Connections among ice, runoff and atmospheric forcing in the Beaufort Gyre

  • Macdonald R
  • Carmack E
  • McLaughlin F
 et al. 
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Abstract

During SHEBA, thin ice and freshening of the Arctic Ocean surface
in the Beaufort Sea led to speculation that perennial sea ice was
disappearing [McPhee et al., 1998]. Since 1987, we have collected
salinity, δ18O and Ba profiles near the initial SHEBA site and,
in 1997, we ran a section out to SHEBA. Resolving fresh water into
runoff and ice melt, we found a large background of Mackenzie River
water with exceptional amounts in 1997 explaining much of the freshening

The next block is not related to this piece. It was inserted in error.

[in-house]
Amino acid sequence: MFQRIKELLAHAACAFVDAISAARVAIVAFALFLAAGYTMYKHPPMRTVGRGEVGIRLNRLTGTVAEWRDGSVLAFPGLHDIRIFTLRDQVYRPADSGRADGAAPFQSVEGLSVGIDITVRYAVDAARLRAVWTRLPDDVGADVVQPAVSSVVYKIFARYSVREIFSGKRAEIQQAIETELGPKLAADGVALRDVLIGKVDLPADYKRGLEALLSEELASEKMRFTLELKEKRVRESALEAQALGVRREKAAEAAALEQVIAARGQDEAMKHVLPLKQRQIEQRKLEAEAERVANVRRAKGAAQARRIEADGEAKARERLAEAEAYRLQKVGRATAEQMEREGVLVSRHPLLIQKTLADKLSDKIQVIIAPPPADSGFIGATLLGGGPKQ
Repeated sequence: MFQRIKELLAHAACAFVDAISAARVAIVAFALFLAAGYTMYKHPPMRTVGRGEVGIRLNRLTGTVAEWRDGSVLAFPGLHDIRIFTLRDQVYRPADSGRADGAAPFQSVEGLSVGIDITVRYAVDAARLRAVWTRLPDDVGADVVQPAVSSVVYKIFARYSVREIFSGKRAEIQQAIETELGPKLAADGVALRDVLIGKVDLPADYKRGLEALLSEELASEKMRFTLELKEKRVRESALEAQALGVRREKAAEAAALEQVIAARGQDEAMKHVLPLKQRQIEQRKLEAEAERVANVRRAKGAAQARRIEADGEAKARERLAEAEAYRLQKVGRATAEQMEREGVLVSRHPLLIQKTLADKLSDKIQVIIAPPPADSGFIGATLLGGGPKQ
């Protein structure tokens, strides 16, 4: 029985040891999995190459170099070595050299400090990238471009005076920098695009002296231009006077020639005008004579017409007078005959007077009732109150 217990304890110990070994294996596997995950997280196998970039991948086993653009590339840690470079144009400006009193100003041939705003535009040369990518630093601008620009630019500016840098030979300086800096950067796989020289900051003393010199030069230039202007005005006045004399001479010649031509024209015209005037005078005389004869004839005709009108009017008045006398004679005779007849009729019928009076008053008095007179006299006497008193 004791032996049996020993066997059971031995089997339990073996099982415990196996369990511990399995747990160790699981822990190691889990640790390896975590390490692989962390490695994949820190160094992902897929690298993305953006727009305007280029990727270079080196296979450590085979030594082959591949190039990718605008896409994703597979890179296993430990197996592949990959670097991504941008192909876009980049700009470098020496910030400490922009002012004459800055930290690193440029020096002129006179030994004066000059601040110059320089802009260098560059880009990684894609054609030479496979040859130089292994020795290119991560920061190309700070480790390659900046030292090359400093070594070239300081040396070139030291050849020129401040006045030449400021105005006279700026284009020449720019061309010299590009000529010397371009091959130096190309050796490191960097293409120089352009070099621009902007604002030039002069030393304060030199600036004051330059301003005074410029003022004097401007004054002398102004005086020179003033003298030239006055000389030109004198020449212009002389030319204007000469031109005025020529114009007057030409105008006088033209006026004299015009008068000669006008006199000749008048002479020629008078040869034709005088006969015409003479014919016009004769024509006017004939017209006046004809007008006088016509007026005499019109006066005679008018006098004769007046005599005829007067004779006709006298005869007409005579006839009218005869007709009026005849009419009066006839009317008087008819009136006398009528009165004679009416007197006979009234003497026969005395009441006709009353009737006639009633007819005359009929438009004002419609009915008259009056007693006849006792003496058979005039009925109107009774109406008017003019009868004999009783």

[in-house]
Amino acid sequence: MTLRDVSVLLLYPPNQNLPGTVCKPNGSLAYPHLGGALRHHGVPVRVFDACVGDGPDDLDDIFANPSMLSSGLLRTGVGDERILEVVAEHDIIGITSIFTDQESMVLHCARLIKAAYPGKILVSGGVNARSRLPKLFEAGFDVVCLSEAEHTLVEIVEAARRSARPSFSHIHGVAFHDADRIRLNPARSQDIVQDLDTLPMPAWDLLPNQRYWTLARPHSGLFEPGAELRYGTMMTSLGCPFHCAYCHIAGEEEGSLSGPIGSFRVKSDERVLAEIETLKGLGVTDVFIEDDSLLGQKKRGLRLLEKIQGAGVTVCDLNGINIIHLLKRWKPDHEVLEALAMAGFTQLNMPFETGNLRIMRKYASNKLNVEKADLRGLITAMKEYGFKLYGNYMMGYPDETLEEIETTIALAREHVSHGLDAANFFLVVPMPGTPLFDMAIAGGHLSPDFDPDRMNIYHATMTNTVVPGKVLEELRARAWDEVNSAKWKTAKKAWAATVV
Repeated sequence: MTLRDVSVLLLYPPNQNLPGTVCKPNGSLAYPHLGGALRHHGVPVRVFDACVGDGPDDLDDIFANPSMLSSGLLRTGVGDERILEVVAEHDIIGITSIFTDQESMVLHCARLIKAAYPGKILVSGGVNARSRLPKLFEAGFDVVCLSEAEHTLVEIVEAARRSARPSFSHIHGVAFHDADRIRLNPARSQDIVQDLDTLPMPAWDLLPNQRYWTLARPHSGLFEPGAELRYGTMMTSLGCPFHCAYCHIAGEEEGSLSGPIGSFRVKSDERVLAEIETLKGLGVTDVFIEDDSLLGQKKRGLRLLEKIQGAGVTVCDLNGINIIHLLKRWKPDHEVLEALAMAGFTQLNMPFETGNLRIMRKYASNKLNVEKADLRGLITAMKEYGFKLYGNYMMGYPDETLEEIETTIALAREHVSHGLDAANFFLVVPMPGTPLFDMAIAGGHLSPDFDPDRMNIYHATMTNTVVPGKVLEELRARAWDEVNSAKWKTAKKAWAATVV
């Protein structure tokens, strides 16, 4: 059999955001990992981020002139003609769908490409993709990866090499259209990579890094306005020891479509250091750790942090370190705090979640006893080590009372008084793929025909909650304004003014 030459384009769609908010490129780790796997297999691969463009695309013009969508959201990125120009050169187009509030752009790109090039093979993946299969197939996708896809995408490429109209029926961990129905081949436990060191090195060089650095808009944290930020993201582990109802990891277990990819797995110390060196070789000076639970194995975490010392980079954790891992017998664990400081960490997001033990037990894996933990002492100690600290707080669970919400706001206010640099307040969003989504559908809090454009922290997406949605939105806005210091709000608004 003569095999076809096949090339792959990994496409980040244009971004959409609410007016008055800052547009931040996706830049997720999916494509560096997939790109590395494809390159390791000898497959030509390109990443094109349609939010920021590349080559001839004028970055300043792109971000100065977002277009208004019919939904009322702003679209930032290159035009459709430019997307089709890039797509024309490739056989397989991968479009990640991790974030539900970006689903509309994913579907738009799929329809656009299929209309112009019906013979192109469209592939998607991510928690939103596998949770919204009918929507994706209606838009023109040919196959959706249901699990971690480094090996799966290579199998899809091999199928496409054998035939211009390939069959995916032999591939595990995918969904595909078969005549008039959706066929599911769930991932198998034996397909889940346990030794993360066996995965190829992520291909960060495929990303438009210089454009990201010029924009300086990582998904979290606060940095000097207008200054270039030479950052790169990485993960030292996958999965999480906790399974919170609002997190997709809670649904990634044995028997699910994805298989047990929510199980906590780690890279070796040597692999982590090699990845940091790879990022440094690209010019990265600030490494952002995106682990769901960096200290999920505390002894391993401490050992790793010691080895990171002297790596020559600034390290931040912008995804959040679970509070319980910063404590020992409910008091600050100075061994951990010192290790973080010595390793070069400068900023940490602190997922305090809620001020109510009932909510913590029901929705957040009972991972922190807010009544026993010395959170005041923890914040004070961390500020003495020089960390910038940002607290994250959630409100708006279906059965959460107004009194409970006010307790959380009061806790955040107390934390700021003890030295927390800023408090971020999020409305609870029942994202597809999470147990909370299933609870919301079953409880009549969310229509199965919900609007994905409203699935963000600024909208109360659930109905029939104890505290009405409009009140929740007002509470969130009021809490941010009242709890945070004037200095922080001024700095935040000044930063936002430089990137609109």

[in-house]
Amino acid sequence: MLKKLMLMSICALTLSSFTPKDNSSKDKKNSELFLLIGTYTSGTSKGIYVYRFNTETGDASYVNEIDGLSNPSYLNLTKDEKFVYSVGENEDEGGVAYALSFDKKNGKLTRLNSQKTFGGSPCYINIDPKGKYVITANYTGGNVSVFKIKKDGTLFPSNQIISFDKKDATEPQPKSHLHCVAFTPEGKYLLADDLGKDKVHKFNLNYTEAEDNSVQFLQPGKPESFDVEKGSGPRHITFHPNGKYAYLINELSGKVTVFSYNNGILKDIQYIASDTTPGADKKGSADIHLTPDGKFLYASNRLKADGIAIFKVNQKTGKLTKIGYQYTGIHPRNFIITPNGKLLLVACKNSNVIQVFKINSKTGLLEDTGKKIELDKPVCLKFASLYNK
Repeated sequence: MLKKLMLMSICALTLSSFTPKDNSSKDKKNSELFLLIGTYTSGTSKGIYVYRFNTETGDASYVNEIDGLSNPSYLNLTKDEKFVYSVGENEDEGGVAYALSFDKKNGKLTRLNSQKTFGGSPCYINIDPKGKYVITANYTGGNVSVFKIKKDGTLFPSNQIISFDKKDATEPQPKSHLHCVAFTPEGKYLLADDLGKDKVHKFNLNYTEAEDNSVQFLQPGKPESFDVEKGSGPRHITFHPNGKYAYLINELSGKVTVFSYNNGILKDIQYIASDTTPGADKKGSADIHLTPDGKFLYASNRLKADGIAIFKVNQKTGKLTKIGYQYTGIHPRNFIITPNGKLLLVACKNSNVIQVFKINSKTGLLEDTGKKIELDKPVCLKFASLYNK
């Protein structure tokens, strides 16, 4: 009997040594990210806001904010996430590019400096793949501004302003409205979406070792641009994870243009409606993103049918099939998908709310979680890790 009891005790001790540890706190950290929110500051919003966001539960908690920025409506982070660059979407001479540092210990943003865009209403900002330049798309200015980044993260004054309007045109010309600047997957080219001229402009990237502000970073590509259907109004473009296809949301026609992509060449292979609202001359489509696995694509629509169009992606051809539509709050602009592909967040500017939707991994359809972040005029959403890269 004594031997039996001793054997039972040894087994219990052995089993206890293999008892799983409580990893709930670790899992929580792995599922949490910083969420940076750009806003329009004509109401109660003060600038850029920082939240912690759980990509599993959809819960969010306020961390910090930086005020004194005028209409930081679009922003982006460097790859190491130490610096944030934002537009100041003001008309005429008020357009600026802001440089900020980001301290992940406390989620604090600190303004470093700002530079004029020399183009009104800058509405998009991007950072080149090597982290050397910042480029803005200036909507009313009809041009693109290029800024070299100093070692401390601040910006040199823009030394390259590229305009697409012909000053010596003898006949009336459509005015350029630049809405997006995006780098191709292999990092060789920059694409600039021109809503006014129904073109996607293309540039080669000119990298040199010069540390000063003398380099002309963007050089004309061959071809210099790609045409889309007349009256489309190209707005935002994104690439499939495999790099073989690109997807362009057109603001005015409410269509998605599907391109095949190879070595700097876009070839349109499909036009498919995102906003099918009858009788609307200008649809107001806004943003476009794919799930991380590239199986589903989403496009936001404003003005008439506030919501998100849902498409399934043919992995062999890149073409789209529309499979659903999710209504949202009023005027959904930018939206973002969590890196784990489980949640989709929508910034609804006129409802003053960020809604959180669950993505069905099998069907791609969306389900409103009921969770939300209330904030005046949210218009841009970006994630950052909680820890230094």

at SHEBA. Ice melt went through a dramatic 4–6 m jump in the
early 1990s coinciding with the atmospheric pressure field and sea‐ice
circulation becoming more cyclonic. The increase in sea‐ice
melt appears to be a thermal and mechanical response to a circulation
regime shift. Should atmospheric circulation revert to the more anticyclonic
mode, ice conditions can also be expected to revert although not
necessarily to previous conditions.

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